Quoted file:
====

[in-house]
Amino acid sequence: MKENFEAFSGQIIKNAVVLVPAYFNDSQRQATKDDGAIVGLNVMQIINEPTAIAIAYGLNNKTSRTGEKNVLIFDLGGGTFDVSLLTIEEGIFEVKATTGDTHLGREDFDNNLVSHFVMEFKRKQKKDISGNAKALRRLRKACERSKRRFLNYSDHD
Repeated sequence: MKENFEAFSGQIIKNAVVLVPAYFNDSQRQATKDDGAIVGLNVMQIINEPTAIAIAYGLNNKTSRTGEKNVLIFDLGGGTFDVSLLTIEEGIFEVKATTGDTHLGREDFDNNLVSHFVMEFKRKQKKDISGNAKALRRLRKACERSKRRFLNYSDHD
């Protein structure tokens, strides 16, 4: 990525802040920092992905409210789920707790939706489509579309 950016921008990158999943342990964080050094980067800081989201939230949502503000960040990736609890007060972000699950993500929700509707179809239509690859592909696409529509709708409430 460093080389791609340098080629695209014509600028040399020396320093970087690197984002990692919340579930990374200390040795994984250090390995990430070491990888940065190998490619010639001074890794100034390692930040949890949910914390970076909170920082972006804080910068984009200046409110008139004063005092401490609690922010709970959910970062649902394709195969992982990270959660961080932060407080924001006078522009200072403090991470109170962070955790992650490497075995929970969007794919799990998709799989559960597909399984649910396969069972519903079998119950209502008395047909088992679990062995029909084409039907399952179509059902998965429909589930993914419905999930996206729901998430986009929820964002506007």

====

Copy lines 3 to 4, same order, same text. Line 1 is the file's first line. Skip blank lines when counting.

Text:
Repeated sequence: MKENFEAFSGQIIKNAVVLVPAYFNDSQRQATKDDGAIVGLNVMQIINEPTAIAIAYGLNNKTSRTGEKNVLIFDLGGGTFDVSLLTIEEGIFEVKATTGDTHLGREDFDNNLVSHFVMEFKRKQKKDISGNAKALRRLRKACERSKRRFLNYSDHD
């Protein structure tokens, strides 16, 4: 990525802040920092992905409210789920707790939706489509579309 950016921008990158999943342990964080050094980067800081989201939230949502503000960040990736609890007060972000699950993500929700509707179809239509690859592909696409529509709708409430 460093080389791609340098080629695209014509600028040399020396320093970087690197984002990692919340579930990374200390040795994984250090390995990430070491990888940065190998490619010639001074890794100034390692930040949890949910914390970076909170920082972006804080910068984009200046409110008139004063005092401490609690922010709970959910970062649902394709195969992982990270959660961080932060407080924001006078522009200072403090991470109170962070955790992650490497075995929970969007794919799990998709799989559960597909399984649910396969069972519903079998119950209502008395047909088992679990062995029909084409039907399952179509059902998965429909589930993914419905999930996206729901998430986009929820964002506007």